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article imageMacron's inspired grassroots activists driving campaign

By Clare BYRNE (AFP)     Feb 27, 2017 in Politics

Aymar Delacroix lights up when he talks about the candidate who inspired him to become involved in French politics for the first time -- at the age of 83.

Sitting in a bar with other supporters of centrist presidential hopeful Emmanuel Macron, many less than half his age, Delacroix recalls being struck by the confidence of the 39-year-old former economy minister.

"I said to myself 'this guy looks interesting'. He was new, not like all the others who have been there forever," said the smartly dressed father of four and grandfather of 10.

He and others -- from students to business executives -- have been meeting regularly in the mixed 17th district of Paris to talk politics and plan campaigning.

Macron's "En Marche" ("On the Move") movement claims to have raked in 200,000 such members in the 11 months of its existence, mostly moderates who feel alienated by the drift to the extremes of France's traditional right and left.

The ex-banker's stunning rise from outsider to a frontrunner ahead of the two-stage presidential election in April and May is partly down to this army of grassroots devotees.

They have persuaded people to rallies and are spreading the word about a candidate who claims to be "neither of the left, nor the right" as he takes on traditional parties.

Polls currently show far-right leader Marine Le Pen winning the first round on April 23, with Macron or rightwing Republicans party candidate Francois Fillon also qualifying for a second round run-off on May 7.

The latest polls published on Sunday showed Macron stretching his lead over Fillon and easily beating Le Pen in the run-off in what would be a landmark shift in French politics.

- 'Les marcheurs' -

Macron's "marcheurs", as well as serving as the eyes and ears of the campaign, have also been researchers contributing to his programme, set to be unveiled in full on March 2.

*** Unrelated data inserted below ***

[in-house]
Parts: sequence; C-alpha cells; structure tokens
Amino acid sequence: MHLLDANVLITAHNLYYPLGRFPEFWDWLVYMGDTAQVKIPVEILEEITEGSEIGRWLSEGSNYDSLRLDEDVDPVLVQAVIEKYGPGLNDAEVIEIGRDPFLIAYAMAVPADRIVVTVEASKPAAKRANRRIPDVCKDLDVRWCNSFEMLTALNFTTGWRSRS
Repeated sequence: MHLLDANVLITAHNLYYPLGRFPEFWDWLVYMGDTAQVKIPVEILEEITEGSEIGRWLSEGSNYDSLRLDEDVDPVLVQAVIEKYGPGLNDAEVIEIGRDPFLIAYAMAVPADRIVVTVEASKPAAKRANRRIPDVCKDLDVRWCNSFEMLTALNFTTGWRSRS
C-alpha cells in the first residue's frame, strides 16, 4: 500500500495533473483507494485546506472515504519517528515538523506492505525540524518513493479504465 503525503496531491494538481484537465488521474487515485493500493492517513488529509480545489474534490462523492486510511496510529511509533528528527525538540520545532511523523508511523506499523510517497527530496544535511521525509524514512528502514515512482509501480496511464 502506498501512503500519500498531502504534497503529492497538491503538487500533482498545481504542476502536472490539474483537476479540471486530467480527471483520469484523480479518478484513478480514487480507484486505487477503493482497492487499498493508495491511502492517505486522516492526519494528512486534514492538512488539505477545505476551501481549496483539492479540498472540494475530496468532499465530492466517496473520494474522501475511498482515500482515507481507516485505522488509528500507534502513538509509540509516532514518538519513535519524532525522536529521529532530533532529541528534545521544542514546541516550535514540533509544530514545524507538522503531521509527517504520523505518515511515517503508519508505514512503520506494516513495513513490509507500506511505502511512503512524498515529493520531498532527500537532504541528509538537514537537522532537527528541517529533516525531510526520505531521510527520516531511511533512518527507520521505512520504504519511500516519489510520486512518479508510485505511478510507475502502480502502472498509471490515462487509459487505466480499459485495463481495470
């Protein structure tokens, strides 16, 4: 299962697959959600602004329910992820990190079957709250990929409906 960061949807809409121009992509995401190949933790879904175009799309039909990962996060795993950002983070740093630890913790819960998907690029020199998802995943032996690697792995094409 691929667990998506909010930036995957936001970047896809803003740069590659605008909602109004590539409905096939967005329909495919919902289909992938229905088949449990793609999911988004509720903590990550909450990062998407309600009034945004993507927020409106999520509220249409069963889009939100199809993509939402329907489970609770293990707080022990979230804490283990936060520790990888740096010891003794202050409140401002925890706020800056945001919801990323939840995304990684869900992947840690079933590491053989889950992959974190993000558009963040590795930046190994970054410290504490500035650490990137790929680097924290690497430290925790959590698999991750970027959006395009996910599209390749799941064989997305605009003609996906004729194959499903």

Delacroix, who believes "France's heart is on the left but its wallet is on the right", was among thousands of Macron supporters who went door-to-door last year asking voters what they felt was working in the country -- and what was not.

"Terror attacks and unemployment were their main concerns," he said.

After 25,000 questionnaires were collected, and the results analysed, the floor was thrown open to debate in some 3,500 local "En Marche" committees.

Emmanuelle Moors, an oil industry executive who attended a meeting on education that heard from teachers and psychologists, was blown away by the open debate.

"I saw they really were interested in finding what works best, that it wasn't bluff," the 50-year-old said as he sat with dozens of other supporters watching a screen showing a major speech by Macron in the city of Lyon.

Another regular at the "after works" meet-ups in Paris is Chloe Lescoules, a 25-year-old student from a family of artists in the Pyrenees mountains.

The petite blonde who is studying to become an auctioneer, had never been involved in politics before Macron swept onto the scene, promising to rejuvenate the economy and political system.

"He really has everyone's interests at heart," Lescoules said. "We all feel that way."

Lescoules found a lot to like about the former investment banker, who as minister pushed through reforms to tightly-regulated professions, including auctioneering, making it easier for newcomers to get a foothold.

- Letting the wolf in -

But Macron's critics dismiss him as a lightweight, pointing to his delay in unveiling a fully-costed programme as proof he is short on substance and his quasi-messianic tones as the stuff of a "guru".

And there remain serious doubts about his ability to appeal beyond middle-class voters, as well as the loyalty of his fan base.

Mehdi Guillo, a 23-year-old "En Marche" campaigner in the high-rise Paris suburb of Clichy-Montfermeil, admits that convincing voters in the deprived suburbs to rally behind the smartly-suited philosophy graduate is tricky.

Even arguing that Macron can help keep the National Front and its hardline policies on immigration and Islam at bay is not convincing.

"They say 'We will no longer block Le Pen if it means continuing on with politics as usual for another 15 years.'

"They're tempted to let the wolf into the coop," he said.

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